I am sure most credentialing programs are no longer offering mentoring. I am also not sure all teachers are practicing how to accommodate and modify to support neurodiversity in their credentialing programs. I wonder if behavior challenges are even discussed in these programs and if the instructors are providing a variety of cases and what they did to reduce or eliminate those behavior challenges. I wonder if instructors bring in speech and occupational therapy experts, or even ABA therapy, to talk to teachers during their credentialing program. These two professions can truly help teachers address most challenges before they occur. I know instructors rarely visit teachers in their programs. I am unsure if they even encourage teachers to call them with questions or concerns to help get them through a challenge. Did these instructors teach them how to interact, communicate, and problem-solve with advocates, parents, and their attorneys?  I think most BITSA programs have also been eliminated or reduced, so these new teacher programs are rarely supported anymore.  

So, where is the emotional support for teachers? Where are those who help teachers make it through their early years of trial and error? Perhaps if teachers had these mentors, they might take a chance again in the field of teaching. In addition, when districts revisit salaries and benefits and provide scales that help teachers live on their own successfully, they might see more young people wanting to enter the field.  I hope colleges and universities offering credentialing programs might re-think how they build effective skills and problem-solving for those who want to teach individuals with neurodiversity.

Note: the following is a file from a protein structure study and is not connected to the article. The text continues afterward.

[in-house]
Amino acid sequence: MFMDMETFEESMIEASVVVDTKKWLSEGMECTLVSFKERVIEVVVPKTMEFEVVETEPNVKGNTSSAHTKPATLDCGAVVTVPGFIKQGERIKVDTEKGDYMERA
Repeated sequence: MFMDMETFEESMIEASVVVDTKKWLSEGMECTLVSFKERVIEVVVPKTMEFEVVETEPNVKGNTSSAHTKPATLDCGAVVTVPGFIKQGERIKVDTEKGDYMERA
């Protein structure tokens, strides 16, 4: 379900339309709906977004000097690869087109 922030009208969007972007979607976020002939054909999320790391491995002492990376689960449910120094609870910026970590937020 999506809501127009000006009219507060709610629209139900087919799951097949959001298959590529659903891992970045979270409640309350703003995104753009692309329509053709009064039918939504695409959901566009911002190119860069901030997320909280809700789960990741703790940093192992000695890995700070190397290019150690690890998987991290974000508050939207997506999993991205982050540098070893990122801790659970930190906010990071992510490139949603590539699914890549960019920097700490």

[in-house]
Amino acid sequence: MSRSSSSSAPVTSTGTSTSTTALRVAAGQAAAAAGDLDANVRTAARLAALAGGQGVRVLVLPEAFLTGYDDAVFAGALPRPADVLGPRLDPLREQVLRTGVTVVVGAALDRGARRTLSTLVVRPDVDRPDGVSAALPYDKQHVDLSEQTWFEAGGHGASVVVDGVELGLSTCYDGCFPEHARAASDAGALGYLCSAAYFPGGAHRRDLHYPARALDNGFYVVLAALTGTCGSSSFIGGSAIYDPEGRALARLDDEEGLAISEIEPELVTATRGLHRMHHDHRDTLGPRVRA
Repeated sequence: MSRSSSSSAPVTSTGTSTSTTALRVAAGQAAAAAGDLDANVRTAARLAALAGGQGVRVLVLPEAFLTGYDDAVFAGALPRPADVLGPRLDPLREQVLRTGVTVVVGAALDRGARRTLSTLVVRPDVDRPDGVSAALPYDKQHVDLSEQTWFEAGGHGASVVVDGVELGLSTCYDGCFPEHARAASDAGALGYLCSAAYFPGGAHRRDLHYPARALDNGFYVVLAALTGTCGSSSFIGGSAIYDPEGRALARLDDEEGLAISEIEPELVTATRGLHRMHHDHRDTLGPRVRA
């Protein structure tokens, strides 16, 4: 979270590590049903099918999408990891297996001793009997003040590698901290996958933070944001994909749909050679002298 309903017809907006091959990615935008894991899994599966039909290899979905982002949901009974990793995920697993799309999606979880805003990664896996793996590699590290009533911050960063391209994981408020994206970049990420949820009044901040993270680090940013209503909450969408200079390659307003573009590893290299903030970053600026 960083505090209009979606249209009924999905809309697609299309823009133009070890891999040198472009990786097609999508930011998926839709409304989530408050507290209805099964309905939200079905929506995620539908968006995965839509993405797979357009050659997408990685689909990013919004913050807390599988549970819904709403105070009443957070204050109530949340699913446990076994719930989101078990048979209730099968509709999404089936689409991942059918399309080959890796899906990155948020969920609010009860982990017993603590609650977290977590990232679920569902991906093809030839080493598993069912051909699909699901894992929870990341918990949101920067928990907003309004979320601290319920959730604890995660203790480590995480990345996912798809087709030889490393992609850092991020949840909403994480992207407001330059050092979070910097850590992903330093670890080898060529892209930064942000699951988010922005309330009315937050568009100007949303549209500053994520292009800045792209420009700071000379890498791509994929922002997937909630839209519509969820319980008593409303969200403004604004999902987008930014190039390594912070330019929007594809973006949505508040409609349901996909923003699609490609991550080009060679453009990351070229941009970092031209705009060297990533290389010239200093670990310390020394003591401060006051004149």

Let us call upon all those experienced teachers, therapists, and administrators who want to continue to do meaningful work, but not full-time. let us bring back those who experienced back to mentor, guide, and help teachers feel that they can do it too. 

We just all need to help our teachers be like The Little Engine That Could. We need to install the mantra, “I think I can, I think I can,” in their minds, and if you believe in me, then cheer me on.  We need to reinstate mentor programs.

For free resources on managing diagnoses, mobility, and accessibility support, self-advocacy, personal rights, educational rights, occupational therapy, mental health support, schools and camps, transitioning to adulthood, job opportunities, financial planning, supporting the family/caretakers, subscribe to Exceptional Needs Today. Subscribing to our award-winning e-magazine is free, and it enables us to connect with more readers, helping us support the special needs community more effectively. We publish a new issue every quarter - delivered straight to your email.

Karen Kaplan, MS, is a native San Franciscan. She completed her bachelor’s and master’s degrees at Arizona State University, Tempe, Arizona, in speech pathology and audiology. She minored in special education and obtained her speech therapist and special education credentials in California. Karen worked as a speech therapist for schools for 20 years before opening her own residential and education program for students with autism. She worked in credential programs at Sacramento State University as well as UC Davis and spent 20 years directing private schools for those with autism and similar learning challenges.


Karen founded a non-profit, Offerings, which helps cultures globally to understand those with developmental challenges. For seven years, she founded and facilitated an autism lecture series and resource fair in Northern California. Karen still facilitates an annual Autism Awesomeness event. She is currently consulting, helping families, schools, and centers for children, teens, and adults. Karen has authored three books: Reach Me Teach Me: A Public School Program for the Autistic Child; A Handbook for Teachers and Administrators, On the Yellow Brick Road: My Search for Home and Hope for the Child with Autism, and Typewriting to Heaven… and Back: Conversations with My Dad on Death, Afterlife and Living  (which is not about autism but about having important conversations with those we love).